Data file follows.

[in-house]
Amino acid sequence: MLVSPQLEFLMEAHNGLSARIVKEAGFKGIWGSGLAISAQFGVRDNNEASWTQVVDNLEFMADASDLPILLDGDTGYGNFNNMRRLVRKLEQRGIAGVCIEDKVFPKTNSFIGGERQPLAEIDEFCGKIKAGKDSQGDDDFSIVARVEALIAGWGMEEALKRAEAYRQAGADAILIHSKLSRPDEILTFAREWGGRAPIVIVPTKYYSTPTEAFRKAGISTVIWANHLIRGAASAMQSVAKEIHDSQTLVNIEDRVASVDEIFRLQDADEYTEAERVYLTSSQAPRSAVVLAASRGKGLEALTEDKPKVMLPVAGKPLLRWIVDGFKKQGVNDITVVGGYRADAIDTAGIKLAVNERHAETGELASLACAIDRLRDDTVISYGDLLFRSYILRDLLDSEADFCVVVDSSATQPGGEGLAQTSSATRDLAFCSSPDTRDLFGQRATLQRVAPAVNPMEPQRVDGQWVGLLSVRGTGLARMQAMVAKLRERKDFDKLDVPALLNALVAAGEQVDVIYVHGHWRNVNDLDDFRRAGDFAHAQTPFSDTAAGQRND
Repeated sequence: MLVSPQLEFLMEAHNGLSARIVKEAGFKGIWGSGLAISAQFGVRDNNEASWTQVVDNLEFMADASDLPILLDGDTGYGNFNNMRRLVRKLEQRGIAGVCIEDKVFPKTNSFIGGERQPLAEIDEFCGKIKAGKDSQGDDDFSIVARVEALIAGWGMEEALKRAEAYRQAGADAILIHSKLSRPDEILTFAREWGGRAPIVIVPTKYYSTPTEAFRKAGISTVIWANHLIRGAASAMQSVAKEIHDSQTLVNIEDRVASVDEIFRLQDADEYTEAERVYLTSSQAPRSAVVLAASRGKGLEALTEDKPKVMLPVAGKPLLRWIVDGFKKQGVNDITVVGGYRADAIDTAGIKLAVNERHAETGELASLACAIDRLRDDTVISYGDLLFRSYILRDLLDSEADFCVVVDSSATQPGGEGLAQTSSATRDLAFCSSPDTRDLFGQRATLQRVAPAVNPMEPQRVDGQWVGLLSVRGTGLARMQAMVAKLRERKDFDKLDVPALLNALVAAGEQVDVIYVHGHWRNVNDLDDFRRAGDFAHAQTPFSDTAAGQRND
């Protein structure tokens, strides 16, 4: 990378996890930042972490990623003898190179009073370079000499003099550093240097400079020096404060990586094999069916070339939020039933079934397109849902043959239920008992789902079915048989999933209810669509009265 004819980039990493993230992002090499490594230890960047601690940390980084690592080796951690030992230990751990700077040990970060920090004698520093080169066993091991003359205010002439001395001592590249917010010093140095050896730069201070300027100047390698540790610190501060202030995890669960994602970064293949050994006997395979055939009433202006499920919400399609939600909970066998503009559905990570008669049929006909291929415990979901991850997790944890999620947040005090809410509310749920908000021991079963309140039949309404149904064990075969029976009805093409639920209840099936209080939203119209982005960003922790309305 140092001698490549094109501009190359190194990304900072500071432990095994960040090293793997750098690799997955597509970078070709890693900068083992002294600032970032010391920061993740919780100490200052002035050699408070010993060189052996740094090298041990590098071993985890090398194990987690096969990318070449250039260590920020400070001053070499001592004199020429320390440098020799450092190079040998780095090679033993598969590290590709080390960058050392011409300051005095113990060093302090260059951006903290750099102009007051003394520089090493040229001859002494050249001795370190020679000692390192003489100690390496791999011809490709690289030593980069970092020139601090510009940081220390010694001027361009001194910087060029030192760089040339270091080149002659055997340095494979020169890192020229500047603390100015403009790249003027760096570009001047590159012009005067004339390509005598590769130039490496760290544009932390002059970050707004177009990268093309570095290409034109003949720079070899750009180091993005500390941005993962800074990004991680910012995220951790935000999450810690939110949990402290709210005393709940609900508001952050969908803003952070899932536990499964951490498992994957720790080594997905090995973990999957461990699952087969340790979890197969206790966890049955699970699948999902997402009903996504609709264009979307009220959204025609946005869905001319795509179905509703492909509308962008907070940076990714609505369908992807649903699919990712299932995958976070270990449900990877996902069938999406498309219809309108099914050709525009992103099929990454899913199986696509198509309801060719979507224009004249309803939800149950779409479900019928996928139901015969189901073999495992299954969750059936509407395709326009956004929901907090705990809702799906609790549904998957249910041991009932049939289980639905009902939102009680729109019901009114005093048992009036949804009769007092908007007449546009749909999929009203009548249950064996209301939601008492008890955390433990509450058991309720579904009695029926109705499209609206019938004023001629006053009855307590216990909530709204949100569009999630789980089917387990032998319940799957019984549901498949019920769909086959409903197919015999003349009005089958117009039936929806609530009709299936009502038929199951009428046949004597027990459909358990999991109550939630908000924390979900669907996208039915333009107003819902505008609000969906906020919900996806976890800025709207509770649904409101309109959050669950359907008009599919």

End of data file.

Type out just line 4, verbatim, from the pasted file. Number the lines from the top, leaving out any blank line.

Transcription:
């Protein structure tokens, strides 16, 4: 990378996890930042972490990623003898190179009073370079000499003099550093240097400079020096404060990586094999069916070339939020039933079934397109849902043959239920008992789902079915048989999933209810669509009265 004819980039990493993230992002090499490594230890960047601690940390980084690592080796951690030992230990751990700077040990970060920090004698520093080169066993091991003359205010002439001395001592590249917010010093140095050896730069201070300027100047390698540790610190501060202030995890669960994602970064293949050994006997395979055939009433202006499920919400399609939600909970066998503009559905990570008669049929006909291929415990979901991850997790944890999620947040005090809410509310749920908000021991079963309140039949309404149904064990075969029976009805093409639920209840099936209080939203119209982005960003922790309305 140092001698490549094109501009190359190194990304900072500071432990095994960040090293793997750098690799997955597509970078070709890693900068083992002294600032970032010391920061993740919780100490200052002035050699408070010993060189052996740094090298041990590098071993985890090398194990987690096969990318070449250039260590920020400070001053070499001592004199020429320390440098020799450092190079040998780095090679033993598969590290590709080390960058050392011409300051005095113990060093302090260059951006903290750099102009007051003394520089090493040229001859002494050249001795370190020679000692390192003489100690390496791999011809490709690289030593980069970092020139601090510009940081220390010694001027361009001194910087060029030192760089040339270091080149002659055997340095494979020169890192020229500047603390100015403009790249003027760096570009001047590159012009005067004339390509005598590769130039490496760290544009932390002059970050707004177009990268093309570095290409034109003949720079070899750009180091993005500390941005993962800074990004991680910012995220951790935000999450810690939110949990402290709210005393709940609900508001952050969908803003952070899932536990499964951490498992994957720790080594997905090995973990999957461990699952087969340790979890197969206790966890049955699970699948999902997402009903996504609709264009979307009220959204025609946005869905001319795509179905509703492909509308962008907070940076990714609505369908992807649903699919990712299932995958976070270990449900990877996902069938999406498309219809309108099914050709525009992103099929990454899913199986696509198509309801060719979507224009004249309803939800149950779409479900019928996928139901015969189901073999495992299954969750059936509407395709326009956004929901907090705990809702799906609790549904998957249910041991009932049939289980639905009902939102009680729109019901009114005093048992009036949804009769007092908007007449546009749909999929009203009548249950064996209301939601008492008890955390433990509450058991309720579904009695029926109705499209609206019938004023001629006053009855307590216990909530709204949100569009999630789980089917387990032998319940799957019984549901498949019920769909086959409903197919015999003349009005089958117009039936929806609530009709299936009502038929199951009428046949004597027990459909358990999991109550939630908000924390979900669907996208039915333009107003819902505008609000969906906020919900996806976890800025709207509770649904409101309109959050669950359907008009599919």